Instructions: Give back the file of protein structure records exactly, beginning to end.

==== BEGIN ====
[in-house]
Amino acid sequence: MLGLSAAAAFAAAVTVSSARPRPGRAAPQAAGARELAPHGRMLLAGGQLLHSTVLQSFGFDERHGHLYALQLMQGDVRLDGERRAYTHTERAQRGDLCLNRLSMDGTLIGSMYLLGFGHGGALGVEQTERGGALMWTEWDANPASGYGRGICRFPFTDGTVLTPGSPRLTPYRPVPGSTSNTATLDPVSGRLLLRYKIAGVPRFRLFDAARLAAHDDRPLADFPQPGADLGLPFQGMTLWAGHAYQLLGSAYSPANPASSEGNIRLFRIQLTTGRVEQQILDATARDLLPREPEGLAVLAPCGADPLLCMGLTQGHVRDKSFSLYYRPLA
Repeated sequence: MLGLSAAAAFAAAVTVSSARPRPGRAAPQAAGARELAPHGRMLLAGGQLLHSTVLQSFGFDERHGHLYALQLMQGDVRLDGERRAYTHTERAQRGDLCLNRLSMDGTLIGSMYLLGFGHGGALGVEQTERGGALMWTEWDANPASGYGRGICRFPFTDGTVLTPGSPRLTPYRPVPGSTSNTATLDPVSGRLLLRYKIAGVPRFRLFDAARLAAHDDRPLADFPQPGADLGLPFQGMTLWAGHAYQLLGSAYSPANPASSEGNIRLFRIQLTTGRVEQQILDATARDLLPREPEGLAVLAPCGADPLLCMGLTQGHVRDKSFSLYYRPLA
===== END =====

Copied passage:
[in-house]
Amino acid sequence: MLGLSAAAAFAAAVTVSSARPRPGRAAPQAAGARELAPHGRMLLAGGQLLHSTVLQSFGFDERHGHLYALQLMQGDVRLDGERRAYTHTERAQRGDLCLNRLSMDGTLIGSMYLLGFGHGGALGVEQTERGGALMWTEWDANPASGYGRGICRFPFTDGTVLTPGSPRLTPYRPVPGSTSNTATLDPVSGRLLLRYKIAGVPRFRLFDAARLAAHDDRPLADFPQPGADLGLPFQGMTLWAGHAYQLLGSAYSPANPASSEGNIRLFRIQLTTGRVEQQILDATARDLLPREPEGLAVLAPCGADPLLCMGLTQGHVRDKSFSLYYRPLA
Repeated sequence: MLGLSAAAAFAAAVTVSSARPRPGRAAPQAAGARELAPHGRMLLAGGQLLHSTVLQSFGFDERHGHLYALQLMQGDVRLDGERRAYTHTERAQRGDLCLNRLSMDGTLIGSMYLLGFGHGGALGVEQTERGGALMWTEWDANPASGYGRGICRFPFTDGTVLTPGSPRLTPYRPVPGSTSNTATLDPVSGRLLLRYKIAGVPRFRLFDAARLAAHDDRPLADFPQPGADLGLPFQGMTLWAGHAYQLLGSAYSPANPASSEGNIRLFRIQLTTGRVEQQILDATARDLLPREPEGLAVLAPCGADPLLCMGLTQGHVRDKSFSLYYRPLA